Arizona Hummingbirds Jul 22—29, 2007
Posted by Brennan Mulrooney
There is a short list of locations in North America that are absolute must-visits for a birder. Southeast Arizona has a prominent spot on that short list. The list of birds found here and nowhere else is well over 20 species, and the diversity in general is fantastic. Put that together with some amazing scenery and an abundance of birder-friendly destinations and it’s easy to see why Southeast Arizona is so famous in the birding world. While there are many different sought after species here, ranging from the subtly distinguished flycatchers to the downright gaudy warblers, it’s the hummingbirds that are the real stars of the show.
Despite lower than normal numbers and diversity (due presumably to early rains and an amazing agave bloom keeping the birds away from the feeders), we still tallied an impressive 12 species of hummingbirds. Among these were several that are at the top of birders’ most-wanted lists. Throughout the trip we saw good numbers of Broad-billed Hummingbirds, and good looks at adult males never failed to elicit gasps of amazement from the group. In Patagonia, at the legendary Paton’s feeders, we all had superb looks at the distinctive Violet-crowned Hummingbird with its immaculate white underparts and glowing violet crown. Up in the canyons we encountered both Magnificent Hummingbird and Blue-throated Hummingbird. These two mega hummingbirds of Southeast Arizona both exceed five inches in length! Though we didn’t see huge numbers of hummingbirds, as we do most years, we did do quite well with the rare ones, scoring Lucifer, White-eared, and Berylline. All three of these beauties are easily missed in some years and were lifers for almost everybody.
While there was plenty of eye candy provided by all of those hummingbirds, I think that the most memorable moment was provided by a warbler. Not that this should be surprising. After all, Southeast Arizona is home to some pretty fantastic warblers. It was almost the end of the trip and we were getting toward the end of our last day in the Chiricahuas. We had been doing surprisingly well with the warblers, having already had great looks at Olive, Lucy’s, Black-throated Gray, Hermit, and Grace’s warblers, and the flamboyant Painted Redstart; we just hadn’t yet tracked down a Red-faced Warbler. Experience told me that it wasn’t going to be easy. At this time of year the warblers are off their territories and moving around quietly in family groups. Well, this family group wasn’t quite quiet enough. The incessant high-pitched begging calls of the juvenile led us right to them. Then for at least half an hour we watched as both parents made repeated foraging runs, always returning with their bills brimming full of bugs to shove down their eager offspring’s throat. It was a truly amazing experience; the parents were so single-minded in their task that they appeared totally oblivious to our presence and foraged all around us as we sat spellbound.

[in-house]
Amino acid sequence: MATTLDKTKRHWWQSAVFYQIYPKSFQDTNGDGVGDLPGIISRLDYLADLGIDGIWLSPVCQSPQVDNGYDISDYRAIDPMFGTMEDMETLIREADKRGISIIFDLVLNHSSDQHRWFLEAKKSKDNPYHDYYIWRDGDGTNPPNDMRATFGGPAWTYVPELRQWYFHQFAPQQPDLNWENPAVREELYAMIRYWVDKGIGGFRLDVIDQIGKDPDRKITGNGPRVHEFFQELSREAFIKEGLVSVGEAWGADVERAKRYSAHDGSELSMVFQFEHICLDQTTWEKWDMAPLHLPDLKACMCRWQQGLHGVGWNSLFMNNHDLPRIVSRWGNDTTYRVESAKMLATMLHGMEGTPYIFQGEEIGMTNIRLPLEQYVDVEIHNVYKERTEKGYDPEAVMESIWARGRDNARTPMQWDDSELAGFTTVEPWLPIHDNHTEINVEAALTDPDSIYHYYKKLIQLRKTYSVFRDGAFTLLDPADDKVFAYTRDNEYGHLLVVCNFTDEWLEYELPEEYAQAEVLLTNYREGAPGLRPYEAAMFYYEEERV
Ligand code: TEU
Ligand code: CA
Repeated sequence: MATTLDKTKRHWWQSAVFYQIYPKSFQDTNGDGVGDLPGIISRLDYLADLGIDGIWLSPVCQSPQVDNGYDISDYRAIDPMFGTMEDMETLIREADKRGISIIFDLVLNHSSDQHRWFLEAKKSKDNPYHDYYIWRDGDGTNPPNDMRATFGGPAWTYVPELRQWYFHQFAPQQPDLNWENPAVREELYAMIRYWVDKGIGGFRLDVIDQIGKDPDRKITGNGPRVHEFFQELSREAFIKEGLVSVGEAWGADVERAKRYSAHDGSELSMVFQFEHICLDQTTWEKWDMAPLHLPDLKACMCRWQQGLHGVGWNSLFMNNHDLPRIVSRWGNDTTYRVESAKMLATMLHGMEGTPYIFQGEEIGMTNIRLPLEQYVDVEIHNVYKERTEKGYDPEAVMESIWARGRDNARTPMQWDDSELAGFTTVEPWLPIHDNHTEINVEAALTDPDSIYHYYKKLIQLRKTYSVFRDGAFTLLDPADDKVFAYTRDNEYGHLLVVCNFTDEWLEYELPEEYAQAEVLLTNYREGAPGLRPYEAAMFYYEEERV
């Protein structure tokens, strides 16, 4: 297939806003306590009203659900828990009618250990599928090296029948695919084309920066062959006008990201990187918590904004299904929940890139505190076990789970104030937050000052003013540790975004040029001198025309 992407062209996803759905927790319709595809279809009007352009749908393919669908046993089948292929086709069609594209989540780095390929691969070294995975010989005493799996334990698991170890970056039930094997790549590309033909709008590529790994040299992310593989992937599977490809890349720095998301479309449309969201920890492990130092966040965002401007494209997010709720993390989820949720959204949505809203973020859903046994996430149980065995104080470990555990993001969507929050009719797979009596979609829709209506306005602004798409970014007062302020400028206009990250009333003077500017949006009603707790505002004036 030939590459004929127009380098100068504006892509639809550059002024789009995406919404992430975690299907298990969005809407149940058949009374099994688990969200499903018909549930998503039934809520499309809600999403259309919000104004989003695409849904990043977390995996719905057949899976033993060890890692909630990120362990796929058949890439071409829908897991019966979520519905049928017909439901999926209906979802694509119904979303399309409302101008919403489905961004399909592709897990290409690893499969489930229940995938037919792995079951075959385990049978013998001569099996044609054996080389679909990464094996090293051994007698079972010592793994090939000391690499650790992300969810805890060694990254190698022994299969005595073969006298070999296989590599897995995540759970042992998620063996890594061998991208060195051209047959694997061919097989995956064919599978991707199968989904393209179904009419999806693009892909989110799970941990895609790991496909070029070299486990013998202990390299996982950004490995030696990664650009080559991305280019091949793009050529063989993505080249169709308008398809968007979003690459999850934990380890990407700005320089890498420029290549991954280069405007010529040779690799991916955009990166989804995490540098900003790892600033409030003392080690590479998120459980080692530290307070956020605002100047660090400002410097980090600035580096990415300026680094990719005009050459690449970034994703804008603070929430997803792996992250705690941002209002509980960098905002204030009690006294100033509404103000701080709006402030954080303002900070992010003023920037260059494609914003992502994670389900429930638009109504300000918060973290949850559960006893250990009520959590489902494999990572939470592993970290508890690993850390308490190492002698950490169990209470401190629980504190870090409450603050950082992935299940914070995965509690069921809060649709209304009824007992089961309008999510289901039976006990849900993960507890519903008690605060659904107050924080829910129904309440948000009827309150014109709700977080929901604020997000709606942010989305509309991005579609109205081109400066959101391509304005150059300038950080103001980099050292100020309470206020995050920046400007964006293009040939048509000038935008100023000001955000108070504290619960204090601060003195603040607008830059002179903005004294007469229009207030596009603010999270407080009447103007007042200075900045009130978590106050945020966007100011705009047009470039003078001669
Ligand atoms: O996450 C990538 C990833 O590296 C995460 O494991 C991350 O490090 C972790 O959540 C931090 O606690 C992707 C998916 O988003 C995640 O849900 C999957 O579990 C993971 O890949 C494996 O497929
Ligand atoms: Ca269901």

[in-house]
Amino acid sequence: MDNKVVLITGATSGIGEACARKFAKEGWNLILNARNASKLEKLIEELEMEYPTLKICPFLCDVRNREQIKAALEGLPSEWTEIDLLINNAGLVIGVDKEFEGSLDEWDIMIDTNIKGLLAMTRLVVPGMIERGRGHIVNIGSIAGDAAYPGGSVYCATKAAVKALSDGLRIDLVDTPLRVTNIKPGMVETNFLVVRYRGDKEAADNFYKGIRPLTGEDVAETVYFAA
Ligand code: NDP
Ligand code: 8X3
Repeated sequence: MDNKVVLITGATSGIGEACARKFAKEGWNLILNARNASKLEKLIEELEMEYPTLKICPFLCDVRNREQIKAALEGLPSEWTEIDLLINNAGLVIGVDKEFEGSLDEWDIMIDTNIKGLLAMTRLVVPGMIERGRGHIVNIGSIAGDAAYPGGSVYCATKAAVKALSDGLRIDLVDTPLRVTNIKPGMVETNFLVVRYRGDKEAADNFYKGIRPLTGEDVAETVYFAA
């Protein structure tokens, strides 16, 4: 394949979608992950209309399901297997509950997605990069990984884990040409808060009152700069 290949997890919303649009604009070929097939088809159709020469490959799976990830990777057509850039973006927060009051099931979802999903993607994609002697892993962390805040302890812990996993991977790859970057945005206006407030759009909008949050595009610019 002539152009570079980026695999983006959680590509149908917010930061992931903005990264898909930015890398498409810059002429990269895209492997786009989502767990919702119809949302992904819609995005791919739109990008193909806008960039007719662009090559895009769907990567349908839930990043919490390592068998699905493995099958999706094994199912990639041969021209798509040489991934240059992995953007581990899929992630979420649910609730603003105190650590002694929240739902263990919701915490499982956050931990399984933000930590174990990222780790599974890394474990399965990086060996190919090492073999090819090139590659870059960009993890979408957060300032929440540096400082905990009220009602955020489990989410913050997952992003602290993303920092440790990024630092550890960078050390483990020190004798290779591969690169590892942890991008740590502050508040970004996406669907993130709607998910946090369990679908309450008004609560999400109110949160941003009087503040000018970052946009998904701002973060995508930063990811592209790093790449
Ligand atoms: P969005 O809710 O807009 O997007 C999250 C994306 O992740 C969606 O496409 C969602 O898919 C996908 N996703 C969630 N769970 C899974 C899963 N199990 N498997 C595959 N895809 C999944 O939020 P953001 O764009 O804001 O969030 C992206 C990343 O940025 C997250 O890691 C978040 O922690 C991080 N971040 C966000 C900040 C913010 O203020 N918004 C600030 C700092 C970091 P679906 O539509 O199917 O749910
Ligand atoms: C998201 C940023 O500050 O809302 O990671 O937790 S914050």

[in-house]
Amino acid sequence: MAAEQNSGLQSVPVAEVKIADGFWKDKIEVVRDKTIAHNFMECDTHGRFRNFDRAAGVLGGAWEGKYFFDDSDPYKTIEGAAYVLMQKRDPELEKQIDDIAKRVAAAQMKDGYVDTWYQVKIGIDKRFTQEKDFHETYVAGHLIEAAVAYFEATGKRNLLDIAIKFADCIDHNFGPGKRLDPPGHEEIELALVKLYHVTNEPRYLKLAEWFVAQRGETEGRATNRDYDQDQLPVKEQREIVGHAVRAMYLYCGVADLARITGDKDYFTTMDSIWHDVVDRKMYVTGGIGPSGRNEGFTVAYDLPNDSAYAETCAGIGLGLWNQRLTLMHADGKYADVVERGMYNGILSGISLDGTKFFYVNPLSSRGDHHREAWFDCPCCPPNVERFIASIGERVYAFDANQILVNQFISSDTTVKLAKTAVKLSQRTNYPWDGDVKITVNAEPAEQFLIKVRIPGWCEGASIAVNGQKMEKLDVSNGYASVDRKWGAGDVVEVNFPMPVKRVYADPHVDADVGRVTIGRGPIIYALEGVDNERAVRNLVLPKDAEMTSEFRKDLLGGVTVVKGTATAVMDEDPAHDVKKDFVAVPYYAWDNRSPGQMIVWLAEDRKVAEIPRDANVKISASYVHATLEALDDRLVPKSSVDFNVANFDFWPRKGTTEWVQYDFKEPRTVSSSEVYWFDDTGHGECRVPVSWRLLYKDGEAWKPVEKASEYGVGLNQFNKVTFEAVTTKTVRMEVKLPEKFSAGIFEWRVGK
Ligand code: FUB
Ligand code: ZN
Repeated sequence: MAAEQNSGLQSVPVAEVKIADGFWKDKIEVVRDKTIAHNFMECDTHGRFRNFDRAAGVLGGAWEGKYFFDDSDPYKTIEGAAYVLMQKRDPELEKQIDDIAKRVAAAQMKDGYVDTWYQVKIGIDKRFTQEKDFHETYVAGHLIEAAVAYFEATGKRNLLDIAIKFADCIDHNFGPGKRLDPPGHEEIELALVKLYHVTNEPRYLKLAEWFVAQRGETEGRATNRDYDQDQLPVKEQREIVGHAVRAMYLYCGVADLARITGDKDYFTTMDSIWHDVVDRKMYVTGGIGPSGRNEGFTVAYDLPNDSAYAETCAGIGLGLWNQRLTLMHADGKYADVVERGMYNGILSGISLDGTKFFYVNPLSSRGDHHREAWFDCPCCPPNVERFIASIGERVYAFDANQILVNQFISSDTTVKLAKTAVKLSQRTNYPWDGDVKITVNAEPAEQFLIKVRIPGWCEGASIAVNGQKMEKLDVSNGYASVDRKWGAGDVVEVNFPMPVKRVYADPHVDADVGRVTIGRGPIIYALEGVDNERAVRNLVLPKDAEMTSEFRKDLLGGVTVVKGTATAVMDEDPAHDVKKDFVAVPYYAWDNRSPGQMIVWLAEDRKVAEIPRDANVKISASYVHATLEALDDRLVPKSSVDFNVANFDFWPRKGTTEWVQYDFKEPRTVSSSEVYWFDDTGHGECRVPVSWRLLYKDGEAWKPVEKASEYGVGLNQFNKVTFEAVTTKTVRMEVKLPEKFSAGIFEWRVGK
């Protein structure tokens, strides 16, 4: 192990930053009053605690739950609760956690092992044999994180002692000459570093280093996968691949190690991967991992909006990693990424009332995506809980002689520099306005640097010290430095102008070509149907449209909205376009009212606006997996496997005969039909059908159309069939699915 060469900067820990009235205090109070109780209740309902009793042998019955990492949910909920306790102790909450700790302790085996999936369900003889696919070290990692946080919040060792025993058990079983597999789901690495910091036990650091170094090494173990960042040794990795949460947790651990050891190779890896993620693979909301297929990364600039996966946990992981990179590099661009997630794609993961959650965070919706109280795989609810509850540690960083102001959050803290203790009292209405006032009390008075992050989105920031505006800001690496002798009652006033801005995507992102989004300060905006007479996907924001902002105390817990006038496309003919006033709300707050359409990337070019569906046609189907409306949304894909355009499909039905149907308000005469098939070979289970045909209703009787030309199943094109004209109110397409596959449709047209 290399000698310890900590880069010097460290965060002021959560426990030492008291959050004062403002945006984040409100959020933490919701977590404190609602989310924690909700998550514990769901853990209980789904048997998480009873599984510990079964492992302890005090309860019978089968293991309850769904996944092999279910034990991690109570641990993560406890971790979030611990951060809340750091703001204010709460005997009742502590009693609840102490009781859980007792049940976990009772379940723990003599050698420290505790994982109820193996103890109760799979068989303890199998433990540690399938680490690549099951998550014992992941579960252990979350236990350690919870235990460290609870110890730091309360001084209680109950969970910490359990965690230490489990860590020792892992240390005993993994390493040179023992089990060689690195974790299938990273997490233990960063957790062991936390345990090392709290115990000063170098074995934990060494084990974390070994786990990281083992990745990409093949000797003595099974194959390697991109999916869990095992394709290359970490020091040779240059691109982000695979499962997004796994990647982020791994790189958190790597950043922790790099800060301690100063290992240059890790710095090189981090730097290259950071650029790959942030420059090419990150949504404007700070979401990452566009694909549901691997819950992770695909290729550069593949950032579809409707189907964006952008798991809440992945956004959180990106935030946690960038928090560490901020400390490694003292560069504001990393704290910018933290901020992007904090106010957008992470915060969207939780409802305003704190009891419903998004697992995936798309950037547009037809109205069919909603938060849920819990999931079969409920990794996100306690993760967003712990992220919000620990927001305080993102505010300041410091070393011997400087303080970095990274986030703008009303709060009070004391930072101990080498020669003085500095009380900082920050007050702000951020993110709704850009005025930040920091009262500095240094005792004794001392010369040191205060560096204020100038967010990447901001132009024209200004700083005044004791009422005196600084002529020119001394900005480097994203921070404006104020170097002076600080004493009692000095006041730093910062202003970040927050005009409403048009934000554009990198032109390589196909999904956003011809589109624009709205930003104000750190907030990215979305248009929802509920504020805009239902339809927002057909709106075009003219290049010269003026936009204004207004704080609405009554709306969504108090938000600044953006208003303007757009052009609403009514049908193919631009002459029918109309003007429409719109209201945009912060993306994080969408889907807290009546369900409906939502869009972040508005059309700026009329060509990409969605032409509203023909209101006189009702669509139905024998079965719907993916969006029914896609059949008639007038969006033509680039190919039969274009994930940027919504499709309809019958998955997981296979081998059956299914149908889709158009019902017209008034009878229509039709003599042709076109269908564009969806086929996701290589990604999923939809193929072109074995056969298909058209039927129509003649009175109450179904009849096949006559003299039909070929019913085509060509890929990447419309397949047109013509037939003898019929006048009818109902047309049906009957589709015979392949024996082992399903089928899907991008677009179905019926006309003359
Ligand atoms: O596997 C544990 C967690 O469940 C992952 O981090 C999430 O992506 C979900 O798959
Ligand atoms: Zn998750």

Of course this just barely scratches the surface of our fantastic time in this legendary place. Other highly sought species that we encountered included: Montezuma Quail; Gray and Zone-tailed hawks; Spotted Owl (in daylight!); Elegant Trogon; Arizona Woodpecker; Gilded Flicker; Greater Pewee; Buff-breasted, Dusky-capped, and Sulphur-bellied flycatchers; Tropical and Thick-billed kingbirds; Mexican Chickadee; Bridled Titmouse; Black-capped Gnatcatcher; Bendire’s and Crissal thrashers; Botteri’s Sparrow; Yellow-eyed Junco; Varied Bunting; and Scott’s Oriole.